Assessing the sustainability of the silver-impregnated ceramic pot filter for low-cost household drinking water treatment
“A low-cost technology to treat water at the household level is the ceramic silver-impregnated pot filter (CSF). The CSF consists of a pot-shaped filter element that is placed in a plastic receptacle. The ceramic pot filter is a promising treatment system to supply safe drinking water especially to people living in rural areas. The focus of this study was to assess the sustainability of a household drinking water treatment system based on five criteria: (i) accessibility, (ii) water quality, (iii) water production, (iv) functionality, and (v) environmental footprint. The removal of Escherichia coli and protozoan (oo)cysts was found to be significant, which was supported by the reduction in diarrhoea cases observed by CSF users in a recent field study. The retention of MS2 bacteriophages as an indicator for virus removal was, however, found to be unsatisfactory. It is therefore recommended that research on virus removal by CSF continues, especially in relation to the colloidal silver application and other potential additives. The criterion of water production was shown to be the limiting factor, because it reduced substantially during treatment of surface water. The fast clogging of the CSF during the first hours of use was caused neither by inorganic nor organic fouling, but by colloidal particles. Two direct effects may be identified from the decreasing flow rate: frequent scrubbing and higher water prices. Frequent scrubbing results in a higher risk of recontamination and breakage. Based on this finding the authors recommend an optimization study to increase the initial flow rate without sacrificing the removal efficiency.”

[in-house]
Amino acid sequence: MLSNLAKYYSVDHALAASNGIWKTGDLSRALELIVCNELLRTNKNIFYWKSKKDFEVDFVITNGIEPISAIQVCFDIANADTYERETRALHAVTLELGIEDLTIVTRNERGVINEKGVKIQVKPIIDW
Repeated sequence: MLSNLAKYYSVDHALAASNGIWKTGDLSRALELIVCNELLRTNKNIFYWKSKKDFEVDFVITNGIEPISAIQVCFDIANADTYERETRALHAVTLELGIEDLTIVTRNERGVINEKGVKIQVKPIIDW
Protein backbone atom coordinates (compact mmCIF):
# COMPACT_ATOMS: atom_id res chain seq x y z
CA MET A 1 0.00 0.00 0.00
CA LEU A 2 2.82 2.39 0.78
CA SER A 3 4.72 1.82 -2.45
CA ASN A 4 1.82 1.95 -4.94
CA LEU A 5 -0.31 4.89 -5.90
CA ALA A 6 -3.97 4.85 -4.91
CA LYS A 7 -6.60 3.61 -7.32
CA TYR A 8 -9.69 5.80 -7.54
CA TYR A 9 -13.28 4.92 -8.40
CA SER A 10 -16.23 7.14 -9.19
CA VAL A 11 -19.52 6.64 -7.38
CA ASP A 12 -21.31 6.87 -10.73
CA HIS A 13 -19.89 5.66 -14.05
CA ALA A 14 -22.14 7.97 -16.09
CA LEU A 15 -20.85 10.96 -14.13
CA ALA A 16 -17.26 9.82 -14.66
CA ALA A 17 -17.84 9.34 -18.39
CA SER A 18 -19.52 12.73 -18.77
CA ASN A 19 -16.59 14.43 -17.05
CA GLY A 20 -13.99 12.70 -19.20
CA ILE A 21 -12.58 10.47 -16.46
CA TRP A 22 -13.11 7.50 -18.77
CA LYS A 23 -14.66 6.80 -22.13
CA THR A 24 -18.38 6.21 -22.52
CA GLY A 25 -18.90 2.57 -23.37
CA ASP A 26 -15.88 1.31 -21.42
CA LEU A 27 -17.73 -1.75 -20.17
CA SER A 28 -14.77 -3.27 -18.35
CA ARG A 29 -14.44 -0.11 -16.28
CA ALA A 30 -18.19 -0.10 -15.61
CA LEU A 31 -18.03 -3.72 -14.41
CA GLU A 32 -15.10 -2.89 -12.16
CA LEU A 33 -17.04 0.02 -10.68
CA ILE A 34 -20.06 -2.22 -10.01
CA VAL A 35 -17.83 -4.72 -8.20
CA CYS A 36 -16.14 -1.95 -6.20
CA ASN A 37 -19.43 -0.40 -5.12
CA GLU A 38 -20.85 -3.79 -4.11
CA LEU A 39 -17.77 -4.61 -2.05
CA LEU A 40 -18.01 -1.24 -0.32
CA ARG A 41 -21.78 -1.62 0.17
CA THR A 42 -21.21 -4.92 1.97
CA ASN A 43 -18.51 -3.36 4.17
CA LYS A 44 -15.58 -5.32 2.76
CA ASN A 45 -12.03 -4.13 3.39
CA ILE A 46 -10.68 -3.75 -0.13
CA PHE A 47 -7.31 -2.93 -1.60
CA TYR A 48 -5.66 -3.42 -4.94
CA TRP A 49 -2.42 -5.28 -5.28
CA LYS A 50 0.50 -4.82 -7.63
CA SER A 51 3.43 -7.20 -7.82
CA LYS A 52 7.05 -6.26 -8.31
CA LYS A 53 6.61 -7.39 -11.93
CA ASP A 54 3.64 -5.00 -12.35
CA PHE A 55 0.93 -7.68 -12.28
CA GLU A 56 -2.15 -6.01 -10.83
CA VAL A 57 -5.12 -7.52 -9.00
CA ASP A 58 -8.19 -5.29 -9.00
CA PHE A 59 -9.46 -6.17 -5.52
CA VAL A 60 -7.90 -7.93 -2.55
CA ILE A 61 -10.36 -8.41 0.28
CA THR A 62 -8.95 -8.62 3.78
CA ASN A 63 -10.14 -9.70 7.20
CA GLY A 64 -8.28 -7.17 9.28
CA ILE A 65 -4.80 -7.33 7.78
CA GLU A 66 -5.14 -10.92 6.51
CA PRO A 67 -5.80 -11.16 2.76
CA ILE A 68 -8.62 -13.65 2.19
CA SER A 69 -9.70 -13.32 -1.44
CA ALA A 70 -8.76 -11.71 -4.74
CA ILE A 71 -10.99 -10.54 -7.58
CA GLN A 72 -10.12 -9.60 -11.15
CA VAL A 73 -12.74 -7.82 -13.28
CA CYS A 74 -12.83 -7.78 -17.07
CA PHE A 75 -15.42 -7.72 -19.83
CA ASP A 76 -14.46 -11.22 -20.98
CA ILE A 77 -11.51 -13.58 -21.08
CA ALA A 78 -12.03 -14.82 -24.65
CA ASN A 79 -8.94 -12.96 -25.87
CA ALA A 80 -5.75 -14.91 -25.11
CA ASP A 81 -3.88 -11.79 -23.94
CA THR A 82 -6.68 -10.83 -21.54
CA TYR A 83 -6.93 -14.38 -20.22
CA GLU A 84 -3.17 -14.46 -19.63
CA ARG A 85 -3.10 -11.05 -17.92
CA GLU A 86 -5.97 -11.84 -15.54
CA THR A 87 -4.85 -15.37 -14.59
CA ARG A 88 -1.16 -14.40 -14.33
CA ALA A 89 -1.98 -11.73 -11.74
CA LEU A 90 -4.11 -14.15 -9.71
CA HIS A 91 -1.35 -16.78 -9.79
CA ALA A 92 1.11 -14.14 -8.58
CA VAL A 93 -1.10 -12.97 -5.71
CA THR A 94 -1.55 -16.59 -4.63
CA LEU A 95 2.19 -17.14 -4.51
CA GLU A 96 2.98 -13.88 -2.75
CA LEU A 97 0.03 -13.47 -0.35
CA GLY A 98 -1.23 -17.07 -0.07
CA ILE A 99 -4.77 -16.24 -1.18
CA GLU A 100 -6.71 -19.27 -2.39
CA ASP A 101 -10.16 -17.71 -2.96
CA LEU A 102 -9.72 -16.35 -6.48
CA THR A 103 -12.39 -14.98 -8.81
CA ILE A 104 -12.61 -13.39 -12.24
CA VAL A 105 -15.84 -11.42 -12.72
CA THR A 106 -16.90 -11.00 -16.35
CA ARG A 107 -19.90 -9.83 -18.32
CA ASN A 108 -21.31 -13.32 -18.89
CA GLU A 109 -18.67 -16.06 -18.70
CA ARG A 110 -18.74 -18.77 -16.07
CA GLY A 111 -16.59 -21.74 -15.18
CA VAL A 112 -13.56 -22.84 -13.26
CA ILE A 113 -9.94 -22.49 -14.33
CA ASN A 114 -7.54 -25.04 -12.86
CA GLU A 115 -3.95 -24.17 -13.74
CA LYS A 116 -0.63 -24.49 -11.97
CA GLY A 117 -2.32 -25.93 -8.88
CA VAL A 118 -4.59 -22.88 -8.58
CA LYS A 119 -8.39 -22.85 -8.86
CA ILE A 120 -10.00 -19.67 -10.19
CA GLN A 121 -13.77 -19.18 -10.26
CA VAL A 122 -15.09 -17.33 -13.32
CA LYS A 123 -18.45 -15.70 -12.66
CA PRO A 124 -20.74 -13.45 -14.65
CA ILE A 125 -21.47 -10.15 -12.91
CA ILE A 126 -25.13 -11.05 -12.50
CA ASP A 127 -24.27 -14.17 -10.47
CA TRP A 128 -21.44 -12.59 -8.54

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(Citaat: Halem, D. van, Laan, H. van der, et al., – Assessing the sustainability of the silver-impregnated ceramic pot filter for low-cost household drinking water treatment – Physics and Chemistry of the Earth 34(2009) p.36-42)